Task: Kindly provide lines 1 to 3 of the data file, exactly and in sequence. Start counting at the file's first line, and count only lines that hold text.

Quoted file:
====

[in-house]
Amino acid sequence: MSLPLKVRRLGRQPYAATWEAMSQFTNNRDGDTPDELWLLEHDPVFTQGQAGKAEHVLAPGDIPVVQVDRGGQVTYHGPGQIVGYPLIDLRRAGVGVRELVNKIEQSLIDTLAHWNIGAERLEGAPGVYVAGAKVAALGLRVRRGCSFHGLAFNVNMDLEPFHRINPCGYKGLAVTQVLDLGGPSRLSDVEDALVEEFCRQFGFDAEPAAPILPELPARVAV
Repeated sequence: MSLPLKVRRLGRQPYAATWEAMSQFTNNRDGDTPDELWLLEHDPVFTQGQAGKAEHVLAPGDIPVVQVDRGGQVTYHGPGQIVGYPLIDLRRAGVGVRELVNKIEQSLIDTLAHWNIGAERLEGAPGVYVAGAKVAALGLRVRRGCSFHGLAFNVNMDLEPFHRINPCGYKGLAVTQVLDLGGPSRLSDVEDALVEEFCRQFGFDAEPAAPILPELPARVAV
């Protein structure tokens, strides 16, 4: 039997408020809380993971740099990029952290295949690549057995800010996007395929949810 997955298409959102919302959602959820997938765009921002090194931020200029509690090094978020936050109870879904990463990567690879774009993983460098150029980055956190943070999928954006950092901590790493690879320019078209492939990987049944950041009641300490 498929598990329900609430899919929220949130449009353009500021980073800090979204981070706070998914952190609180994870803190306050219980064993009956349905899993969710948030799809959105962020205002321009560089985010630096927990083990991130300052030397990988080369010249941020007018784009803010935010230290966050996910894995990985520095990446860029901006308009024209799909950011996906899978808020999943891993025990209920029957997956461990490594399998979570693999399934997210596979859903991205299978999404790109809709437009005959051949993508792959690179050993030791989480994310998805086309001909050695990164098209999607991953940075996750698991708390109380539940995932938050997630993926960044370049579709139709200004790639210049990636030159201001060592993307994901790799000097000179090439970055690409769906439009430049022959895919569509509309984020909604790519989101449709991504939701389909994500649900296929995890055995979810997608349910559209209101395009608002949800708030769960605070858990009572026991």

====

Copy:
[in-house]
Amino acid sequence: MSLPLKVRRLGRQPYAATWEAMSQFTNNRDGDTPDELWLLEHDPVFTQGQAGKAEHVLAPGDIPVVQVDRGGQVTYHGPGQIVGYPLIDLRRAGVGVRELVNKIEQSLIDTLAHWNIGAERLEGAPGVYVAGAKVAALGLRVRRGCSFHGLAFNVNMDLEPFHRINPCGYKGLAVTQVLDLGGPSRLSDVEDALVEEFCRQFGFDAEPAAPILPELPARVAV
Repeated sequence: MSLPLKVRRLGRQPYAATWEAMSQFTNNRDGDTPDELWLLEHDPVFTQGQAGKAEHVLAPGDIPVVQVDRGGQVTYHGPGQIVGYPLIDLRRAGVGVRELVNKIEQSLIDTLAHWNIGAERLEGAPGVYVAGAKVAALGLRVRRGCSFHGLAFNVNMDLEPFHRINPCGYKGLAVTQVLDLGGPSRLSDVEDALVEEFCRQFGFDAEPAAPILPELPARVAV